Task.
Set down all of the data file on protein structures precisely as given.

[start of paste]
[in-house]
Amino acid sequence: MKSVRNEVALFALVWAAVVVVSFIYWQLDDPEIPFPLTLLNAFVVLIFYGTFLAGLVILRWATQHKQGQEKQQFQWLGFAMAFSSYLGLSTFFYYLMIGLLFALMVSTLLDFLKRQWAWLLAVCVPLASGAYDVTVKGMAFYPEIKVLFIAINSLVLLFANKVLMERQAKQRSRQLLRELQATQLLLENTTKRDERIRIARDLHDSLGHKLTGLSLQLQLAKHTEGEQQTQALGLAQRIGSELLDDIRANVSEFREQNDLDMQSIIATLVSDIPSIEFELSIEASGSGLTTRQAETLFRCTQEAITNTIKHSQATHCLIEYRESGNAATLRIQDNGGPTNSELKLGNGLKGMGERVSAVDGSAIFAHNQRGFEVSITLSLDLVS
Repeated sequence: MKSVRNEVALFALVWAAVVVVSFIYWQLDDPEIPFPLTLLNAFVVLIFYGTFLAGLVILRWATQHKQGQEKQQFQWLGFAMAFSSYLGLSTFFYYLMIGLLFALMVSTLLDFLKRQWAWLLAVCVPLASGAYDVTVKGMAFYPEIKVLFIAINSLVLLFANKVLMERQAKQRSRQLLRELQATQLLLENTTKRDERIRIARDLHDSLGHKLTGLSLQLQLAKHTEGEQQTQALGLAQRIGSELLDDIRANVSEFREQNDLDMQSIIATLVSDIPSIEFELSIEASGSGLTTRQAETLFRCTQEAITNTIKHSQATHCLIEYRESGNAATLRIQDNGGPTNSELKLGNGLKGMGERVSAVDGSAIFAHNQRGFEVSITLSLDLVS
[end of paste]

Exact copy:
[in-house]
Amino acid sequence: MKSVRNEVALFALVWAAVVVVSFIYWQLDDPEIPFPLTLLNAFVVLIFYGTFLAGLVILRWATQHKQGQEKQQFQWLGFAMAFSSYLGLSTFFYYLMIGLLFALMVSTLLDFLKRQWAWLLAVCVPLASGAYDVTVKGMAFYPEIKVLFIAINSLVLLFANKVLMERQAKQRSRQLLRELQATQLLLENTTKRDERIRIARDLHDSLGHKLTGLSLQLQLAKHTEGEQQTQALGLAQRIGSELLDDIRANVSEFREQNDLDMQSIIATLVSDIPSIEFELSIEASGSGLTTRQAETLFRCTQEAITNTIKHSQATHCLIEYRESGNAATLRIQDNGGPTNSELKLGNGLKGMGERVSAVDGSAIFAHNQRGFEVSITLSLDLVS
Repeated sequence: MKSVRNEVALFALVWAAVVVVSFIYWQLDDPEIPFPLTLLNAFVVLIFYGTFLAGLVILRWATQHKQGQEKQQFQWLGFAMAFSSYLGLSTFFYYLMIGLLFALMVSTLLDFLKRQWAWLLAVCVPLASGAYDVTVKGMAFYPEIKVLFIAINSLVLLFANKVLMERQAKQRSRQLLRELQATQLLLENTTKRDERIRIARDLHDSLGHKLTGLSLQLQLAKHTEGEQQTQALGLAQRIGSELLDDIRANVSEFREQNDLDMQSIIATLVSDIPSIEFELSIEASGSGLTTRQAETLFRCTQEAITNTIKHSQATHCLIEYRESGNAATLRIQDNGGPTNSELKLGNGLKGMGERVSAVDGSAIFAHNQRGFEVSITLSLDLVS